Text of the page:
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              Follow the 8 Rules of Fight Club: Protect Against Advanced Threats

              Advanced threats can quickly lead to knockouts when organizations are not prepared.

              Follow these eight rules to ensure you are ready for any cyber ring match.

              1) You do not talk about fight club...


              Your executive wants updates on the status of the advanced threat in your Network.

              What NOT to do: Send an email as soon as possible with a summary to your management.

              What to do: Use out of band communication instead of relying on your compromised infrastructure. Threat actors are IN your environment….they can see what you say about them. They can screen shot what you are talking about….and will adjust their intrusion tactics.

              2) You DO NOT talk about the fight...until it is over


              You found the threat group. Your security team is proud and wants to spread the word.

              What NOT to do: Share your findings publicly to enhance public perception through marketing buzz.

              What to do: Don’t publicly share any information until the fight is completely over. Threat groups are monitoring the Internet for any information that will help them hone, tweak, and enhance their tactics to avoid detection.

              3) Someone yells stop, goes limp, taps out, the fight is over


              You evict the threat actors - things seem to be quiet and calm.

              What NOT to do: Go back to normal business. The fight was won and all threats are no longer a risk to your business.

              What to do: It is important to always monitor for re-entry attempts. Threat groups are often persistent . Many times they are willing to stay quiet, play dead and hope that you won’t suspect a revisit. But they will come back....with a vengeance.

              4) Only 2 guys to a fight...


              Your organization may be collateral damage. You are a victim of a security breach.

              What NOT to do: Assume that the threat group’s intent was to steal your company’s sensitive data.

              What to do: It is important to understand the intent of the threat group to better prepare for the appropriate steps to defend against them. Your company could be collateral damage from a threat group targeting someone or something different that is linked or adjacent to your organization.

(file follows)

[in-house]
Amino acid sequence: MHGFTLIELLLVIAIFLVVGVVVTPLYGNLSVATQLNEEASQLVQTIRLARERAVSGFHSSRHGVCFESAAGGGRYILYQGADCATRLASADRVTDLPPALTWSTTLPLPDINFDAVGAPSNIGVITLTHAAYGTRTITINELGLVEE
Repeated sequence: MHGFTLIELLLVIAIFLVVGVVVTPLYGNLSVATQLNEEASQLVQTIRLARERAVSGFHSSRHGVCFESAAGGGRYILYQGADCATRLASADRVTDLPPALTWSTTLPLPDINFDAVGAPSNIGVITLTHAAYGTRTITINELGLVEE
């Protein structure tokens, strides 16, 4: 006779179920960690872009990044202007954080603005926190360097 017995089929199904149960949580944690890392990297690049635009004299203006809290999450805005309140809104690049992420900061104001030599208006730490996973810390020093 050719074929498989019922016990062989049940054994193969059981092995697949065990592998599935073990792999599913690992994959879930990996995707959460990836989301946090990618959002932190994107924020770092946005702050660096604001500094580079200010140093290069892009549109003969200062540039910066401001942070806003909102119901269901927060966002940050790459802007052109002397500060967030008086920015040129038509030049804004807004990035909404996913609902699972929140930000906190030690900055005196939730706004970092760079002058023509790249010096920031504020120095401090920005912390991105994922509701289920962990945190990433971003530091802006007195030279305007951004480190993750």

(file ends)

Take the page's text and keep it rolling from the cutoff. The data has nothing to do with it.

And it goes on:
5) One fight at a time, fellas


              You investigate and learn that there are multiple threat groups inside your network.

              What NOT to do: Apply the same remediation tactics to all of the observed threat groups.

              What to do: Tailoring your response with different operating procedures leads to a more effective eviction. A "one size fits all" approach to the eradication and eviction process doesn’t address the uniqueness of each threat group.

              6) No shirt, No shoes, No RATs


              You assume that an adversary will access your environment using a remote access tool.

              What NOT to do: Rely on your existing technology to monitor for malware. 

              What to do: It is important to monitor for anomalous user activity. Many times threat actors leverage legitimate remote access solutions to gain access to the environment. This makes detecting malicious activity much more difficult because the adversary is masquerading as a legitimate user.

              7) The fight will go as long as it has to...


              The threat actor was in and out without you even knowing it. The damage was done by the time you tried to respond. The fight is already over.

              What NOT to do: Panic and assume the adversary is still operating in your environment.

              What to do: It is important to scope the activity to understand at what point in the fight you are getting involved. Your response will change based on whether the fight just started, has ended, or is ongoing.

              8) If this is your first night at fight club, you have to fight


              You are under attack by an advanced threat actor.

              What NOT to do: Assume that your normal mitigation plan will be effective.

              What to do: It is better to act with urgency and fight rather than assume traditional security controls will keep you safe. You may just be seeing the tip of the iceberg.

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